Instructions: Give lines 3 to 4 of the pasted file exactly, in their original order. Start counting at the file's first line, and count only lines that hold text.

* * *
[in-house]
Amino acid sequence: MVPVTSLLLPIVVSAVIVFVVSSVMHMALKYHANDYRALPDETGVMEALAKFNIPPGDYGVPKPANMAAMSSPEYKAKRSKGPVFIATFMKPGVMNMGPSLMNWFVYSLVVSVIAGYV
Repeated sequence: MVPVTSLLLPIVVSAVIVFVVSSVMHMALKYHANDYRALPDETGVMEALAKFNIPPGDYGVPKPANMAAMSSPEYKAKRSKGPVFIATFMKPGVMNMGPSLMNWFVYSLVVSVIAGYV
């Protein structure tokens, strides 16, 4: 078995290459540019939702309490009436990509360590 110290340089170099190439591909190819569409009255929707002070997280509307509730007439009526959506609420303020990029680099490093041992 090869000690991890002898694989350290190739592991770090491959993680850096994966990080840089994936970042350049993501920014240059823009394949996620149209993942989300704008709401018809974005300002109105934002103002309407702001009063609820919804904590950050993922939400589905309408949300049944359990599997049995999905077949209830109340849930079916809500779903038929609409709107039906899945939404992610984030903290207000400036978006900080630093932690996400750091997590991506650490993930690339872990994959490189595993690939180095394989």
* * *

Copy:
Repeated sequence: MVPVTSLLLPIVVSAVIVFVVSSVMHMALKYHANDYRALPDETGVMEALAKFNIPPGDYGVPKPANMAAMSSPEYKAKRSKGPVFIATFMKPGVMNMGPSLMNWFVYSLVVSVIAGYV
């Protein structure tokens, strides 16, 4: 078995290459540019939702309490009436990509360590 110290340089170099190439591909190819569409009255929707002070997280509307509730007439009526959506609420303020990029680099490093041992 090869000690991890002898694989350290190739592991770090491959993680850096994966990080840089994936970042350049993501920014240059823009394949996620149209993942989300704008709401018809974005300002109105934002103002309407702001009063609820919804904590950050993922939400589905309408949300049944359990599997049995999905077949209830109340849930079916809500779903038929609409709107039906899945939404992610984030903290207000400036978006900080630093932690996400750091997590991506650490993930690339872990994959490189595993690939180095394989």